Colonial Shooting Academy will be open from 9 a.m. to 9 p.m. Monday through Saturday and 9 a.m. to 6 p.m. Sunday.

More details about the facility will be available during the coming months on its website (http://www.colonialshooting.com) and by phone (804-266-AMMO).
Community

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Former Sandston resident Mildred Taylor celebrated her 106th birthday Aug. 9. Taylor, who now lives in Powhatan, is still a member of Sandston Baptist Church. She was visited the day after her birthday by several members of the church, who played for her a recording of the entire church membership singing happy birthday to her during worship. > Read more.

YMCA breaks ground for aquatic center

YMCA officials gathered last week to break ground on the new Tommy J. West Aquatic Center at the Shady Grove Family YMCA on Nuckols Road. The center, which will featured 7,600 square feet of competitive and recreational space, including water slides, play areas for children and warmer water for those with physical limitations, is the fourth phase of a $4 million expansion at the facility. West was president and CEO of Capital Interior Contractors and a founding member of the Central Virginia Region of the Virginia Chapter of Associated Builders and Contractors. > Read more.

Rotary donates to ‘Bright Beginnings’

The Sandston Rotary Club recently donated $1,000 to the Sandston YMCA for its Bright Beginnings program, which helps provide children in need with school supplies for the new school year. > Read more.

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Entertainment

Weekend Top 10


Enjoy the final days of summer with comedian Guy Torry, the Sam’s Club National BBQ Tour or mystery writer Mary Miley Theobald at Twin Hickory Library. Another great way to welcome the beginning of fall is to check out the UR Spider Football season opener with man’s best friend. For all our top picks this weekend, click here! > Read more.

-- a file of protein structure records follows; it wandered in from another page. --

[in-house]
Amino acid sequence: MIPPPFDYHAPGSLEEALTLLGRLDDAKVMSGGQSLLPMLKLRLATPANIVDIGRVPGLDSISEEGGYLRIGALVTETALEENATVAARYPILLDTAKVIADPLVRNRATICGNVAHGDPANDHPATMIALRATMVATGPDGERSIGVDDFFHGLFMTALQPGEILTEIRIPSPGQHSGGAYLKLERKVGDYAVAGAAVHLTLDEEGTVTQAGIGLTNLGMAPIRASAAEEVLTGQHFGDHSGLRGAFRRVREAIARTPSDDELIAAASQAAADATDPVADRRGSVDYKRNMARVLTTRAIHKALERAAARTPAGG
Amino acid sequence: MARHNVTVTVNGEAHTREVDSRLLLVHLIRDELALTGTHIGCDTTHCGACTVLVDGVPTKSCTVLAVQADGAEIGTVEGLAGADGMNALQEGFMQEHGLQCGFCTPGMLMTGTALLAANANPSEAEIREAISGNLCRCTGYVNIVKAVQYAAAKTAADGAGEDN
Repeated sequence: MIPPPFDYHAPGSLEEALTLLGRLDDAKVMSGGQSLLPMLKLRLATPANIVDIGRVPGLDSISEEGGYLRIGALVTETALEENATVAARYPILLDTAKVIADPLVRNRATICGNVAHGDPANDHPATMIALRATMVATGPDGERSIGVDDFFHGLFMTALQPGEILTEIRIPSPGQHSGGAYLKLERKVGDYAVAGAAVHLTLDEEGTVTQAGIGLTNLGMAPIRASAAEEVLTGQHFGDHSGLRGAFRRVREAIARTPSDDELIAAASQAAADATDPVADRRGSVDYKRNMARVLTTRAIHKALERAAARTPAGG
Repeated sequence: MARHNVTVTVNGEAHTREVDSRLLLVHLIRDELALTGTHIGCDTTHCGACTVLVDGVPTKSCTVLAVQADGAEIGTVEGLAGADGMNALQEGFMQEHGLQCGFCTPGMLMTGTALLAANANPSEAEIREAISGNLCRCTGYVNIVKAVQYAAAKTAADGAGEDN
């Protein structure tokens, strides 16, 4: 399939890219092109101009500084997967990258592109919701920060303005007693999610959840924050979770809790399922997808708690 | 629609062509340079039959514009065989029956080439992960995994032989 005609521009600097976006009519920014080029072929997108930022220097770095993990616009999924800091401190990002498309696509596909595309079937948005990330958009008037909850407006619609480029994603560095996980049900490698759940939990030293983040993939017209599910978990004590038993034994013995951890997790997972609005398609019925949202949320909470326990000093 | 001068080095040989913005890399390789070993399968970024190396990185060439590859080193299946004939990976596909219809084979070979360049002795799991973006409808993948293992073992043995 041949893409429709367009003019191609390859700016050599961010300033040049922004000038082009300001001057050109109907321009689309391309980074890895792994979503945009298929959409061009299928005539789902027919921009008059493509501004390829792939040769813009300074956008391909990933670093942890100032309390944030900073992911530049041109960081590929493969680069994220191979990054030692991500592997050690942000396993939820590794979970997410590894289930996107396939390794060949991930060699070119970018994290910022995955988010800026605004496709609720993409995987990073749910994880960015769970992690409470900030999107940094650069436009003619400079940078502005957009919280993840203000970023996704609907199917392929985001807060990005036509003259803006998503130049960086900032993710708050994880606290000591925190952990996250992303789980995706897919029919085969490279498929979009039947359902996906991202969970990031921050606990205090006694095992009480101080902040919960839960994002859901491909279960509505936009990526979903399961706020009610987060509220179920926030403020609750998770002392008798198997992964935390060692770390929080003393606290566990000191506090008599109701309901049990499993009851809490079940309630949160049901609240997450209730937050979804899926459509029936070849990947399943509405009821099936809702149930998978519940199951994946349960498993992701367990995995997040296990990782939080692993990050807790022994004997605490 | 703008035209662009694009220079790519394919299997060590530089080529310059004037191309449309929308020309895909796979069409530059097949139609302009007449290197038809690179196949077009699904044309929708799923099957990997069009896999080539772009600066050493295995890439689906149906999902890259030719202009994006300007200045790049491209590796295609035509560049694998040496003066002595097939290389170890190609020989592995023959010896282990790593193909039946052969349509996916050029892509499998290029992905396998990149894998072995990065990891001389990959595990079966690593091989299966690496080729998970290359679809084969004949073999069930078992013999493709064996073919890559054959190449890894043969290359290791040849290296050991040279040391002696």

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The restaurant and craft brewery opened in early June and features 10 beers made by female brewmaster Becky Hammond (pictured). This is the restaurant’s second location in Virginia; the first is in Arlington. Behind glass walls, customers watched the beer brewing in massive steel barrels. For our up-and-coming beer region, it makes sense that Short Pump would jump on board.

As I walked up to the back of the mall near the comedy club, I was taken aback by what I saw: at the top of the stairs was an overflowing restaurant with outdoor seating, large umbrellas and dangling outdoor lights. > Read more.

Cultural Arts Center announces 2014 fall class schedule

The Cultural Arts Center at Glen Allen is now registering participants for its fall 2014 schedule of classes.

The center will offer more than 100 classes for children and adults, covering topicssuch as culinary arts, fiber arts, visual and performance arts and more. Instruction is structured to appeal to a wide range of abilities, from beginners to experts of all ages. Class sizes are kept small to ensure maximum benefit for participants with generally no more than 15 students. > Read more.